Brunswick is in the top 85-95th percentile in all relevant profitability metrics. It has an excellent track record of showcasing strong margins even in hard times, except for the GFC. The revenue growth rate, while impacted by M&A, is superb. Shareholders won’t be rewarded with massive dividends anytime soon, but this company is a grower, not a shower. By that, I also mean what the company is expected to do in terms of overall growth.
Also, for a leisure product and industrial company like this, Brunswick has maintained impressive ROIC in relation to its cost of capital. Even with the debt as it is ROIC – WACC comes to a 7.5% positive return – and that is good. Furthermore, Brunswick has been taking advantage of the weakness in share price to really double down on its buybacks.
Institutional investors aren’t “loading up” on BC yet – though there are plenty of them buying small amounts of shares. if you like me took advantage and bought in early April, you’ll have already seen some RoR here. But this was only a starter position.
Now I’m getting more serious about the business – and here is why.
Brunswick Valuation – It’s good
Now, the upside is good. There is no doubt about that. Looking at Brunswick as an investment, it’s trading at less than 8.6x P/E, with an average 2025E growth rate of nearly 6% on an annual basis. Historically, it’s managed closer to 15.3x – that alone showcases an upside here, but it’s also come at the cost of debt, which means we should approach it more carefully.
However, the simple fact is that at $86/share, which is still above my $77/share original price, you have an upside of nearly double digits even to a 9x P/E for this company.
You can slice that however you want – it’s a good upside, and BC is, as I see it, worth way more than a measly 9x P/E. I won’t value it alongside LVMH (OTCPK:LVMUY) or similar companies, but I do at least think we should be able to get an 11-13x P/E from the company. This is not a hard company to forecast – but it is an easy company to underestimate. Just take a look at what happens if you look at accuracy ratios.
So, these estimates are numbers you can take to heart, or even expect better from. But we’ll stay conservative – 11-13x. That means that at 11x, we’re at around 15-17% annually, and at 13x, we’re all the way up to 22-23% annually, or close to triple digits in 3 years.
So, that’s my conservative and base case – and I believe this to be realistic. If you want to be bullish, you can even go into 14-15x P/E ranges, and you’ll get that triple-digit return.
Analysts agree with my estimate here. Comps include businesses like Polaris (PII), BRP (DOO), Malibu Boats, Johnson Outdoors (JOU), Mastercraft, and others. BC isn’t at massively lower multiples in terms of revenues, but in terms of earnings, it’s definitely cheap. Currently, 13 analysts are following the company average at around $104/share, that’s from a low of $92 and a high of $122. A surprisingly tight range if you as me, and from those, 12 of the analysts are at a “BUY” or “outperform” rating. That’s one of the highest convictions I have seen in a very long time.
I can only add my voice to what has become a choir here – Brunswick is cheap for what it offers. The risks are well-known, and there is cyclicality – but far less than before. I want to point out that for 12-13 years, Brunswick has done only one thing. Growing. Including estimates, the company averages an expected EPS growth rate of over 21% historical and future.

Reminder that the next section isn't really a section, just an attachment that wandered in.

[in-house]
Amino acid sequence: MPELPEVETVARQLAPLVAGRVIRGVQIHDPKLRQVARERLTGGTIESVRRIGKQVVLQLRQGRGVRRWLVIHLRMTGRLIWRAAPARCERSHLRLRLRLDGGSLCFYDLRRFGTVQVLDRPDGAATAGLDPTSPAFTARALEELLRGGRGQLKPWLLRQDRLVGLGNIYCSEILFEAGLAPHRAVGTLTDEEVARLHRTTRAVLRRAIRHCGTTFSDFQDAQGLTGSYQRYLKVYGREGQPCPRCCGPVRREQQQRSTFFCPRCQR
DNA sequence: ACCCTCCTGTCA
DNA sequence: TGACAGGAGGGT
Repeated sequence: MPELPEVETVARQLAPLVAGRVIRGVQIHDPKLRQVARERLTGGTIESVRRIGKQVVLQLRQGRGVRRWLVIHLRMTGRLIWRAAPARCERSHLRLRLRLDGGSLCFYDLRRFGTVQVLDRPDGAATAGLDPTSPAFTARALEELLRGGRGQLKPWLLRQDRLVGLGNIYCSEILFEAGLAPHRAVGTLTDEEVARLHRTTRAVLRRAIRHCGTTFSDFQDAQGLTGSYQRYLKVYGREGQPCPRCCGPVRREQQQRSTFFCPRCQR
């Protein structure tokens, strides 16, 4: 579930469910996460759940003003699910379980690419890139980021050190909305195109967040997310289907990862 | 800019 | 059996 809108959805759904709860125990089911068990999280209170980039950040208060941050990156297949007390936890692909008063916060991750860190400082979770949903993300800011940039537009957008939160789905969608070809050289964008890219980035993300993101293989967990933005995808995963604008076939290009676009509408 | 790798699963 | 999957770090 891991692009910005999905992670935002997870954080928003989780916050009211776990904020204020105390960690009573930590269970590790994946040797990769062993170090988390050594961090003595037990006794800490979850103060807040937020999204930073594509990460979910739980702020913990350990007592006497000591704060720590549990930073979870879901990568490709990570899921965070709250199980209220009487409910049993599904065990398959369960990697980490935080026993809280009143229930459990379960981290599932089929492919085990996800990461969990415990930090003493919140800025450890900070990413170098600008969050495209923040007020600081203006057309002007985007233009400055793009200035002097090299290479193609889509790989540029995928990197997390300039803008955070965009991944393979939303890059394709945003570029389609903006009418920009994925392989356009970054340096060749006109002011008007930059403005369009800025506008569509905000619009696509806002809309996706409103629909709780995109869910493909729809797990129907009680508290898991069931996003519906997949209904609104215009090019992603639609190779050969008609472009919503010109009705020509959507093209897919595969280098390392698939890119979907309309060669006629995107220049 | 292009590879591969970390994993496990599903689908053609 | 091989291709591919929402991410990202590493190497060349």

Despite being above their absolute lows, and even quite above the lows where I bought the shares, I would say that Brunswick is a company that, at this time, is severely underappreciated.
I’m buying – and I believe you should consider doing the same.
I’ve done a lot of prep work here, analyzing market trends and estimates to make sure that I’m not buying what is essentially a luxury play going into a more difficult market. But no, Brunswick has enough appeal to where its luxury segment isn’t a make-or-break sort of part of the business.
I believe that even without the appeal of its luxury sales, Brunswick is a “must-BUY” at this time.
For that reason, this is my thesis for Brunswick, and I’m initiating coverage with the following targets.
- Brunswick is a global leader in maritime leisure, with an appealing mix of boats, P&A, and propulsion products, and services. It has a good set of fundamentals and a good plan for growth.
- The company isn’t as luxury-exposed as you might think, and I believe that due to a combination of appealing M&As and a strong enough strategy, Brunswick will be able to significantly outperform the average here.
- I rate BC a “BUY” here – and my introductory price target comes to $100/share.
Remember, I’m all about :
1. Buying undervalued – even if that undervaluation is slight, and not mind-numbingly massive – companies at a discount, allowing them to normalize over time and harvesting capital gains and dividends in the meantime.
2. If the company goes well beyond normalization and goes into overvaluation, I harvest gains and rotate my position into other undervalued stocks, repeating #1.
3. If the company doesn’t go into overvaluation, but hovers within a fair value, or goes back down to undervaluation, I buy more as time allows.
4. I reinvest proceeds from dividends, savings from work, or other cash inflows as specified in #1.
Here are my criteria and how the company fulfills them (italicized).
- This company is overall qualitative.
- This company is fundamentally safe/conservative & well-run.
- This company pays a well-covered dividend.
- This company is currently cheap.
- This company has a realistic upside based on earnings growth or multiple expansion/reversion.
This company fulfills every single one of my metrics – I’m therefore assigning it a “BUY” rating.